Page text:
Winter is upon us — freezing temperatures, snow flurries and whipping winds — and we all know what that means. It’s time to bust out our heavy, winter coats, hats, gloves and scarves to keep us warm on these frigid days. But, don’t forget about your feet, too. It’s important to always wear winter shoes and boots to protect them against the harsh elements.
Lower temperatures can be hard on your extremities, especially your feet. Exposure to cold air causes the body to slow…
Posted November 15, 2020 by Ryan A Combs, MD
If you’re like one in five Americans, you’ll eventually develop arthritis of the knee. This means the cartilage that cushions the bones of your knee begins to degrade, causing those bones to painfully rub together. When that pain becomes too much or restricts activities you once enjoyed, it’s time to talk to your doctor about treatment, including knee replacement surgery.
What’s the difference between a partial and a total knee replacement?
Posted November 08, 2020 by Ryan J Urchek, MD
You’ve seen it on the soccer field or basketball court: a player plants a foot, twists and goes down grabbing a knee. The problem is most likely tearing of the meniscus (cartilage) or ACL (anterior cruciate ligament). Both can be extremely painful and sideline an athlete for months of recovery.
A tear usually requires more intervention than a strain or sprain.
A knee strain is a stretch or partial tear of a tendon or muscle, while a sprain is a stretch or tear of a…
Posted November 02, 2020 by Zach Vallandingham, DO, MS
Have you ever heard from someone that they can predict when a storm is coming because their joints hurt? It’s pretty common for people to blame joint pain flare-ups on changes on the weather, but scientists and doctors have yet to pinpoint exactly what it is about cold, rainy, or humid weather that makes joints stiff and achy.
While joint pain isn’t directly correlated with dropping temperatures, the thought is that the change in barometric pressure…
Posted May 18, 2020 by Michael Smeltzer, ACSM EP-C
As weeks pass by under Ohio’s stay-at-home order, cabin fever is starting to set in for many of us. With nowhere to go and calendars cleared, families are jumping at the chance to get outdoors. Taking your activity outside is a great way to boost your health and wellbeing however, we must take extra precautions to slow the spread of Covid-19.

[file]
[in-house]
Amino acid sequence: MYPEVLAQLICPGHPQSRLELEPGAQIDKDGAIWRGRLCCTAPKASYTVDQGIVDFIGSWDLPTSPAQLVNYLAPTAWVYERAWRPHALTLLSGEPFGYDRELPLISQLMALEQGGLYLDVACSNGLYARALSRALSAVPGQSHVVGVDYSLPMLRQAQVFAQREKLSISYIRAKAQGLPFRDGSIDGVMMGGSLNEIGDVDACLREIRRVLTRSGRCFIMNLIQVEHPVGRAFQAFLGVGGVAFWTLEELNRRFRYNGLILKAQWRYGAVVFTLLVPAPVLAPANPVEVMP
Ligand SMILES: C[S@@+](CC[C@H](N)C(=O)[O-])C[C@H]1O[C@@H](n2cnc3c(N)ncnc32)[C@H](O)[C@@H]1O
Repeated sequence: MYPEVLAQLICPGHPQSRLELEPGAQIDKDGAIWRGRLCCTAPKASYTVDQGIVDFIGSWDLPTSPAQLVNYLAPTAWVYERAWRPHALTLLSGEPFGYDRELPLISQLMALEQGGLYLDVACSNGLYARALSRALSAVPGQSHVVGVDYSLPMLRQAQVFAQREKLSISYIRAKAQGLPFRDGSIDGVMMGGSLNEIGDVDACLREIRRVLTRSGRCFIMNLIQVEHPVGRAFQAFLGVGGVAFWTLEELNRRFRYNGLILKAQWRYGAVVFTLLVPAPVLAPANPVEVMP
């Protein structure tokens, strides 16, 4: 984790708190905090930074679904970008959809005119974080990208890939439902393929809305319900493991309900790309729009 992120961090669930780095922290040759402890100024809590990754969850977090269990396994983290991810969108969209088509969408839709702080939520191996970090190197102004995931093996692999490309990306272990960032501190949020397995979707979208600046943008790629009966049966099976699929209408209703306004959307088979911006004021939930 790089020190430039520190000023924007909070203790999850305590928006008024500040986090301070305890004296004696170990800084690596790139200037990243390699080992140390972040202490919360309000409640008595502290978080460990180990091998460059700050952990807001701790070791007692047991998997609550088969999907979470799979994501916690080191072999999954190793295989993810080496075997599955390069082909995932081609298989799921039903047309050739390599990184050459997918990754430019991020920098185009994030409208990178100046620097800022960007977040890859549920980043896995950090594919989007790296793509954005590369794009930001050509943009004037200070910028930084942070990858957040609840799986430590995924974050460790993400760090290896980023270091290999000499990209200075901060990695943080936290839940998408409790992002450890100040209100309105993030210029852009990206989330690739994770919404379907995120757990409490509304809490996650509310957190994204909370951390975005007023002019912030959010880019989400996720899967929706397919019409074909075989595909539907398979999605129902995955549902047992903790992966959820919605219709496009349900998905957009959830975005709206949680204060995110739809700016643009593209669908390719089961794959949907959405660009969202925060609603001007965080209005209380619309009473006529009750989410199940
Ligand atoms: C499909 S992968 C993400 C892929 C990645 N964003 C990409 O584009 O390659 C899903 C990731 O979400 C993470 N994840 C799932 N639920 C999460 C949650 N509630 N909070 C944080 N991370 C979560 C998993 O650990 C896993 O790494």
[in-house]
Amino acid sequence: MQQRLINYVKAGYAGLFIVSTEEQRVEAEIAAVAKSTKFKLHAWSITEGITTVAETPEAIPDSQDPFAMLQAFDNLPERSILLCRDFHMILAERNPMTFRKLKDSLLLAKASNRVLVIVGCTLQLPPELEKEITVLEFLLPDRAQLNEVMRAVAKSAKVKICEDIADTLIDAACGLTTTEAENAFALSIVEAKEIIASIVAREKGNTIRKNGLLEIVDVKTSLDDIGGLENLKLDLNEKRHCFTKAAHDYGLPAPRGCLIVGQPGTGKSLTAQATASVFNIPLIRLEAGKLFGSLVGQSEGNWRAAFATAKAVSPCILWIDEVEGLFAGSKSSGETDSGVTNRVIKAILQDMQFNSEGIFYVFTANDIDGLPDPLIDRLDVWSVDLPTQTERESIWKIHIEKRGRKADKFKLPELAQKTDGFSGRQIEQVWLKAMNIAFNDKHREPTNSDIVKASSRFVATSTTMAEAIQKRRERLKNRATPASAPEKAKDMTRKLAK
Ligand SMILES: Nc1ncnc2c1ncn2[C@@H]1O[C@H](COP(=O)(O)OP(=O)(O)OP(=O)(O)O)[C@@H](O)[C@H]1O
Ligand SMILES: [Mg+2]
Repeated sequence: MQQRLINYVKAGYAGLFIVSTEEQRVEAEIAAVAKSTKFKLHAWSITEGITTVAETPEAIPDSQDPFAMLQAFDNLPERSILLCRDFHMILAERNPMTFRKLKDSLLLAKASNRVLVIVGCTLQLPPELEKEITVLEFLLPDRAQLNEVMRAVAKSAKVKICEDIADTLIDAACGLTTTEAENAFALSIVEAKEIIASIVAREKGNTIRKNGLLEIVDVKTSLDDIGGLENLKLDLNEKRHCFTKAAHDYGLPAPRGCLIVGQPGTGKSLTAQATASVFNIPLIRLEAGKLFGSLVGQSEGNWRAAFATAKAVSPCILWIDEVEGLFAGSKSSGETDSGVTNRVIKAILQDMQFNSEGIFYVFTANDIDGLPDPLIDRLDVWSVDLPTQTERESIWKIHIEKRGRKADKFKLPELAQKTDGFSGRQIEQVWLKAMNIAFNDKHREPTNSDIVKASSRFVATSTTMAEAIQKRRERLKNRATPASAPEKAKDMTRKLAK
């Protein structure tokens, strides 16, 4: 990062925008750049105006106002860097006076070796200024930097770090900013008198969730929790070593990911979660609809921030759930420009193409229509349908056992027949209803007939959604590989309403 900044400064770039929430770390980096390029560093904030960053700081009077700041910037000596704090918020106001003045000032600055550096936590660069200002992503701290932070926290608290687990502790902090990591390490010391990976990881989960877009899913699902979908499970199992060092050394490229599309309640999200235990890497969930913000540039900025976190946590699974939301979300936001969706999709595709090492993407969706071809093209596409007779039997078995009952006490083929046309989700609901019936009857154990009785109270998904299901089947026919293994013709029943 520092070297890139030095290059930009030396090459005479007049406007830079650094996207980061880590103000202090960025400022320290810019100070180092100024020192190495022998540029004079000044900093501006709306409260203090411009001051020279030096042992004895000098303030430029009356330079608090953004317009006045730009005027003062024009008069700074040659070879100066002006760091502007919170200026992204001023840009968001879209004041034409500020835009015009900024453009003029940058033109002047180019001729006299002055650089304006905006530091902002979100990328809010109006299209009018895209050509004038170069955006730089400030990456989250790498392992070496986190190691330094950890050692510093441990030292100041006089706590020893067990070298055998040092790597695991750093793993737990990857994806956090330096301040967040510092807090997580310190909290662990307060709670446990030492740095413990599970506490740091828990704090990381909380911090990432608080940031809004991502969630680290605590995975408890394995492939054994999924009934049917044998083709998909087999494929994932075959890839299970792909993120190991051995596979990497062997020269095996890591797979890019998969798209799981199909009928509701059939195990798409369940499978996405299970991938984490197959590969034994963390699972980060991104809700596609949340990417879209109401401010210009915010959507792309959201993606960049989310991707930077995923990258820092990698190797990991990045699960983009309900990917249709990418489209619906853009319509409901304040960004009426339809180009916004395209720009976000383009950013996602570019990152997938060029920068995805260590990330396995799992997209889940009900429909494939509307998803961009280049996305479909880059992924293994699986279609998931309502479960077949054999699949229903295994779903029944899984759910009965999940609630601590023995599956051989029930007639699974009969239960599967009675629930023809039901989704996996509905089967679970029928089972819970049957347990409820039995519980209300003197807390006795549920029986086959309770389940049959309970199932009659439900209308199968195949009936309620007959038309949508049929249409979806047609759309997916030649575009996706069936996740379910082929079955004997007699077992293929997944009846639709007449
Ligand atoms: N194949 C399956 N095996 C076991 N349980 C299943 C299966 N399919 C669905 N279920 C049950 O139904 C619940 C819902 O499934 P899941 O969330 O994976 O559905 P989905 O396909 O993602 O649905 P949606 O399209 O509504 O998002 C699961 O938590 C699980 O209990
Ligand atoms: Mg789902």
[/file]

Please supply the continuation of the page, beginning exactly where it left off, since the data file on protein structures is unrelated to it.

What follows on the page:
With summer around the corner there are many things we all look forward to doing outdoors. From cleaning up and planting our…
Posted May 04, 2020
In today’s world, we often forget to do the little things that can often make a big difference in our health and happiness. Typically, it is the simplest things that can do the most to help us feel our best every day and all year long. Here are a few tips to keep in mind for a healthier, happier day:
Make plans to do something you love. Research shows that having something to look forward to makes you happier. So, on a rough day, try to make a plan to do something…
Posted March 09, 2020 by Hanna Rice RDN LD
In the last decade or two, protein powders have become increasingly popular among physically active and health-conscious individuals.
Protein powders are concentrated sources of protein — the essential building block for muscle, tissue, bones and blood — made from either animal or plant sources. While whole foods come complete with the essential vitamins, minerals and fiber you require, protein powders are an easy, convenient way to bolster your protein intake when…
Posted March 04, 2020 by Adrian G. Dan, M.D., FACS, FASMBS
Obesity has been deemed a disease of worldwide epidemic proportions. In the United States, obesity directly affects 40% of the adult population and an additional 30% are considered overweight. Obesity is now ranked as the second-highest cause of preventable deaths in the United States. The rate at which obesity has worsened over the past 20 years is alarming, and there is now a growing amount of national attention focused on the problem.
When talking about obesity, it is very…
Posted January 27, 2020 by Ali Ziegler, Athletic Trainer – Summa Health Sports Medicine
As a general goal, it is recommended that we get at least 30 minutes of physical activity every day, more if you’re looking to lose weight. However, some people find it hard to carve out those 30 minutes every day. Some may only have time for a short 10-minute workout. So, is it still worth exercising even if it’s only for a few minutes at a time?
Studies have shown that short workouts throughout the day are just as beneficial as long continuous ones.
Posted October 23, 2019 by Mark A Cipriani, Jr., MD
Arthritis is a broad term covering a group of diseases involving inflammation in your body’s joints. Arthritis can affect any joint in the body but most commonly involves the shoulders, elbows, wrists, hands, hips, knees, ankles, feet, neck, or back. Most types of arthritis cause pain and stiffness in and around the affected joints. Some types can also affect the immune system and even some internal organs of the body. Continue reading to learn more about arthritis.
Posted April 22, 2019 by Jeffrey T Junko, MD, Summa Health Foot and Ankle Orthopedic Surgery
If you are a runner, chances are you’ve heard of plantar fasciitis. It’s one of the most common causes of heel pain. However, any job or activity where you are on your feet for long periods of time can put you at risk as well.
An introduction to plantar fasciitis
A thick band of tissue - plantar fascia - connects your heel bone to your toes. This tissue acts as a shock-absorber on the feet. If tension and stress start to cause small tears, this ribbon-like tissue…
Posted February 06, 2018 by Michael Hughes, M.D.
When you think of February, you may think of Valentine's Day, chocolate and flowers. February also marks American Heart Month, a great time to commit to a healthy lifestyle and make small changes that can lead to a lifetime of heart health. Heart disease is the leading cause of death for men and women in the United States. But the good news is it's also one of the most preventable.
Making heart-healthy choices, knowing your family health history and the risk factors for heart…